Five A.M. Outside my window, the silhouette of the mountain going from black to brown, the night's deep blue lightening to pale. I begin to make out shapes in the earth: sage, pine, stones. The birds fill the air with their bird syllables, preparing for their day. What are they doing? Making lists? Telling each other it's time to get up? Or just singing, because the awakening light tells them to sing?
Morning. This is my favorite time to work. My dreams, even the ones I don't remember, are still scuttling around inside my bones, having moved some boxes and swept away some dust during the night. And the day has not yet filled me with what I have to do or what I haven't done or where is the time going anyway.
Now the bird-sounds are more persistent, precise, as light brings clarity to the objects that just few minutes ago were dim shapes. There are my neighbors' two saplings, planted in large wooden pots. The silhouette of the mountain shows its clumps of trees, the varying shades of green outside the window announce themselves. Soon there will be quail, and bluejays, and blackbirds, and a ground squirrel, scratching and hunting in the dirt for the seeds I'll scatter on the ground.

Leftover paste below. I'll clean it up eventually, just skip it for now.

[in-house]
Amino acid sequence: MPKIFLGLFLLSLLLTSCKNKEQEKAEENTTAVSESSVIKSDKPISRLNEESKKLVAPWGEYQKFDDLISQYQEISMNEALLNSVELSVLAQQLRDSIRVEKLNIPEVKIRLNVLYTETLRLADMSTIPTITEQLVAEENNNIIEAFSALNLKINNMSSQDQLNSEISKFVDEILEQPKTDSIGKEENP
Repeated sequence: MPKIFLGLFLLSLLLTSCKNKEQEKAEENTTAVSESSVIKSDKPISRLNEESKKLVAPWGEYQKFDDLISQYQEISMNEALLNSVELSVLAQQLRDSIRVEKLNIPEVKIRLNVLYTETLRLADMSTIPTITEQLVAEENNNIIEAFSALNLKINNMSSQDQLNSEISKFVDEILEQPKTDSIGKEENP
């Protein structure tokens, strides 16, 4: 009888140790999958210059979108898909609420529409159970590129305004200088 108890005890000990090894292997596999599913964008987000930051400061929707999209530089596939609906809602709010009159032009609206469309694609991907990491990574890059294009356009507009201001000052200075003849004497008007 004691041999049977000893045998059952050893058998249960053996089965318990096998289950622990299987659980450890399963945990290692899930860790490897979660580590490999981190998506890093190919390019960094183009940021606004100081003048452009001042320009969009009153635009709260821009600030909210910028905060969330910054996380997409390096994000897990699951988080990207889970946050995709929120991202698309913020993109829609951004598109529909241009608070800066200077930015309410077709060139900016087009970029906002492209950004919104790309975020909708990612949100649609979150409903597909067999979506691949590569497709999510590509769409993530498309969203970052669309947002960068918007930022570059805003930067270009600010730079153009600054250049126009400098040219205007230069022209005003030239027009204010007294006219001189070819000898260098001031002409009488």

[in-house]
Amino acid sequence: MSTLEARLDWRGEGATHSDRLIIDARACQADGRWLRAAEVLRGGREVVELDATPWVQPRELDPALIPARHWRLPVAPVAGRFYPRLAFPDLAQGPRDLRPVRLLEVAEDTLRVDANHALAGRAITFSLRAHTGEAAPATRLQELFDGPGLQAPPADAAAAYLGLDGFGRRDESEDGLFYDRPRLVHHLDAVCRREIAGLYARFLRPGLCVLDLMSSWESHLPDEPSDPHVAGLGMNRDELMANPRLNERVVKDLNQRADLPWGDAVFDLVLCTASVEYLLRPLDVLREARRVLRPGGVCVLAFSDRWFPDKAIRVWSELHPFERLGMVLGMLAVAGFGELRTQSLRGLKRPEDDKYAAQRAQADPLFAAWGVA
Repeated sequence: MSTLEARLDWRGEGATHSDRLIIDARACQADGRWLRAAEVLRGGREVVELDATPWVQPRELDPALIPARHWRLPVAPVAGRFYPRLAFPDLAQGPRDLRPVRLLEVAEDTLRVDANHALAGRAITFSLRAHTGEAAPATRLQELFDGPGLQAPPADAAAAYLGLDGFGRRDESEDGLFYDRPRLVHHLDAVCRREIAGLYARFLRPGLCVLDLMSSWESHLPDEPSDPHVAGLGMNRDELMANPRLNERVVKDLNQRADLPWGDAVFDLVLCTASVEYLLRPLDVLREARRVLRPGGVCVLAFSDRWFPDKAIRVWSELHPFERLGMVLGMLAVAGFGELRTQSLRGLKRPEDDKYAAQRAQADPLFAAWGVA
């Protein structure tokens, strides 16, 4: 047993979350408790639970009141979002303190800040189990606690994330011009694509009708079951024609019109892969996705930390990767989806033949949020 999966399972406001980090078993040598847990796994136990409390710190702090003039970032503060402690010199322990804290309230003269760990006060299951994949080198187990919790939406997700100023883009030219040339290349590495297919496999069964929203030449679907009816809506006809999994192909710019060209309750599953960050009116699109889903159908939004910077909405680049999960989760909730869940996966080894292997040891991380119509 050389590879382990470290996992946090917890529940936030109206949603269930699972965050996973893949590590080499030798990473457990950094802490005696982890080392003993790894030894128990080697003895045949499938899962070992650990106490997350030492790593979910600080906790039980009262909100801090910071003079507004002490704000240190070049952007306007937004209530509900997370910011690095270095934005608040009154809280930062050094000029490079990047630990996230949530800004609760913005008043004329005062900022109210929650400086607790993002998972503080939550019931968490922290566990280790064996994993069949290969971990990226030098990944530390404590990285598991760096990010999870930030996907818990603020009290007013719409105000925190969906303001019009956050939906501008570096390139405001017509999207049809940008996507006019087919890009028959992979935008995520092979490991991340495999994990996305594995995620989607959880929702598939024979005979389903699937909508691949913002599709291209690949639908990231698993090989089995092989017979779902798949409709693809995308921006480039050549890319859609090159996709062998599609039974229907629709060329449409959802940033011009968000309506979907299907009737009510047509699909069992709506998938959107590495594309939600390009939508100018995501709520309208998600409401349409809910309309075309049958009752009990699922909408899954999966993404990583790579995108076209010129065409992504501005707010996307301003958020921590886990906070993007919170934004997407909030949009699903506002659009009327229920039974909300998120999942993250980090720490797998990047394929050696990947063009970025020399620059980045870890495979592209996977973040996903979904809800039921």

So I take a few minutes, just to watch the arriving light, while seeds left by the dreams of the night before push against my bones, waiting to be born.